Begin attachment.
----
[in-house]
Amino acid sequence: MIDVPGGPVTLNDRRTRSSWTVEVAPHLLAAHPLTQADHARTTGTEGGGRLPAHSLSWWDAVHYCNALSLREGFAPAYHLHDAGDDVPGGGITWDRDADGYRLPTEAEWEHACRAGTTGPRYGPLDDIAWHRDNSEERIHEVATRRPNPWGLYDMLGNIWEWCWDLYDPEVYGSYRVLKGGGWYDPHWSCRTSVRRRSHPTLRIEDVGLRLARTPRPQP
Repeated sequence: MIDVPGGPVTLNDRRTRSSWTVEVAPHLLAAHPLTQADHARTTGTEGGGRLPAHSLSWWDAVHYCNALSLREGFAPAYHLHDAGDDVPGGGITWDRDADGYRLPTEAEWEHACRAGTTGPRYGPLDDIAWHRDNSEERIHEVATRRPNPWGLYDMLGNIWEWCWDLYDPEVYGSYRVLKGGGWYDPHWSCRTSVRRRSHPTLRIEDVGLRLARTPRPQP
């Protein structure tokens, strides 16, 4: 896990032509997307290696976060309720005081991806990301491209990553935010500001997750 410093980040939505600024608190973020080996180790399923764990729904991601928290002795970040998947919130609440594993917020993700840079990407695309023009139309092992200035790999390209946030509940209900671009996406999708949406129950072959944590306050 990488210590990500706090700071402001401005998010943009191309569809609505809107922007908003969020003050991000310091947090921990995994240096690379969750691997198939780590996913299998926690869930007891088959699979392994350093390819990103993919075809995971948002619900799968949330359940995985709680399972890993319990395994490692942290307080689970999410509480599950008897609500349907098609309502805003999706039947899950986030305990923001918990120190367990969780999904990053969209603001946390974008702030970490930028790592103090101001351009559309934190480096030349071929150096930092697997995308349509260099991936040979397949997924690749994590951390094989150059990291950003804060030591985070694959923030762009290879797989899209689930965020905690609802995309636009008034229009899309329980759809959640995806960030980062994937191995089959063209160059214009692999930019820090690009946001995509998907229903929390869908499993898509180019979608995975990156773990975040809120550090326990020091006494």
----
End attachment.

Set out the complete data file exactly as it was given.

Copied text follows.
[in-house]
Amino acid sequence: MIDVPGGPVTLNDRRTRSSWTVEVAPHLLAAHPLTQADHARTTGTEGGGRLPAHSLSWWDAVHYCNALSLREGFAPAYHLHDAGDDVPGGGITWDRDADGYRLPTEAEWEHACRAGTTGPRYGPLDDIAWHRDNSEERIHEVATRRPNPWGLYDMLGNIWEWCWDLYDPEVYGSYRVLKGGGWYDPHWSCRTSVRRRSHPTLRIEDVGLRLARTPRPQP
Repeated sequence: MIDVPGGPVTLNDRRTRSSWTVEVAPHLLAAHPLTQADHARTTGTEGGGRLPAHSLSWWDAVHYCNALSLREGFAPAYHLHDAGDDVPGGGITWDRDADGYRLPTEAEWEHACRAGTTGPRYGPLDDIAWHRDNSEERIHEVATRRPNPWGLYDMLGNIWEWCWDLYDPEVYGSYRVLKGGGWYDPHWSCRTSVRRRSHPTLRIEDVGLRLARTPRPQP
């Protein structure tokens, strides 16, 4: 896990032509997307290696976060309720005081991806990301491209990553935010500001997750 410093980040939505600024608190973020080996180790399923764990729904991601928290002795970040998947919130609440594993917020993700840079990407695309023009139309092992200035790999390209946030509940209900671009996406999708949406129950072959944590306050 990488210590990500706090700071402001401005998010943009191309569809609505809107922007908003969020003050991000310091947090921990995994240096690379969750691997198939780590996913299998926690869930007891088959699979392994350093390819990103993919075809995971948002619900799968949330359940995985709680399972890993319990395994490692942290307080689970999410509480599950008897609500349907098609309502805003999706039947899950986030305990923001918990120190367990969780999904990053969209603001946390974008702030970490930028790592103090101001351009559309934190480096030349071929150096930092697997995308349509260099991936040979397949997924690749994590951390094989150059990291950003804060030591985070694959923030762009290879797989899209689930965020905690609802995309636009008034229009899309329980759809959640995806960030980062994937191995089959063209160059214009692999930019820090690009946001995509998907229903929390869908499993898509180019979608995975990156773990975040809120550090326990020091006494």